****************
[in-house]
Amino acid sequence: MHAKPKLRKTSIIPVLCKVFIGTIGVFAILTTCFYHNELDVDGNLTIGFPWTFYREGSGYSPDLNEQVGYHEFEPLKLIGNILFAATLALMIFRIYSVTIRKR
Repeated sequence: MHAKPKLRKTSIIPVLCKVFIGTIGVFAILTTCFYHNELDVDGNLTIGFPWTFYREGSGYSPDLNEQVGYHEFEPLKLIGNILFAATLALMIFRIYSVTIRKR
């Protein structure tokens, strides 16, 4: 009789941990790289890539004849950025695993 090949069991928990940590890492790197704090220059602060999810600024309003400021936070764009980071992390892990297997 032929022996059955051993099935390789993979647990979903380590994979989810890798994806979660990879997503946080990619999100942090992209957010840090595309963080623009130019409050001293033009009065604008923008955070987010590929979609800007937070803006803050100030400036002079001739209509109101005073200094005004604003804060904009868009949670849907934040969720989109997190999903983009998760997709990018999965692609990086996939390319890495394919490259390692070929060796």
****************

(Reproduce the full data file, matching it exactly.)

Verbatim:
[in-house]
Amino acid sequence: MHAKPKLRKTSIIPVLCKVFIGTIGVFAILTTCFYHNELDVDGNLTIGFPWTFYREGSGYSPDLNEQVGYHEFEPLKLIGNILFAATLALMIFRIYSVTIRKR
Repeated sequence: MHAKPKLRKTSIIPVLCKVFIGTIGVFAILTTCFYHNELDVDGNLTIGFPWTFYREGSGYSPDLNEQVGYHEFEPLKLIGNILFAATLALMIFRIYSVTIRKR
């Protein structure tokens, strides 16, 4: 009789941990790289890539004849950025695993 090949069991928990940590890492790197704090220059602060999810600024309003400021936070764009980071992390892990297997 032929022996059955051993099935390789993979647990979903380590994979989810890798994806979660990879997503946080990619999100942090992209957010840090595309963080623009130019409050001293033009009065604008923008955070987010590929979609800007937070803006803050100030400036002079001739209509109101005073200094005004604003804060904009868009949670849907934040969720989109997190999903983009998760997709990018999965692609990086996939390319890495394919490259390692070929060796």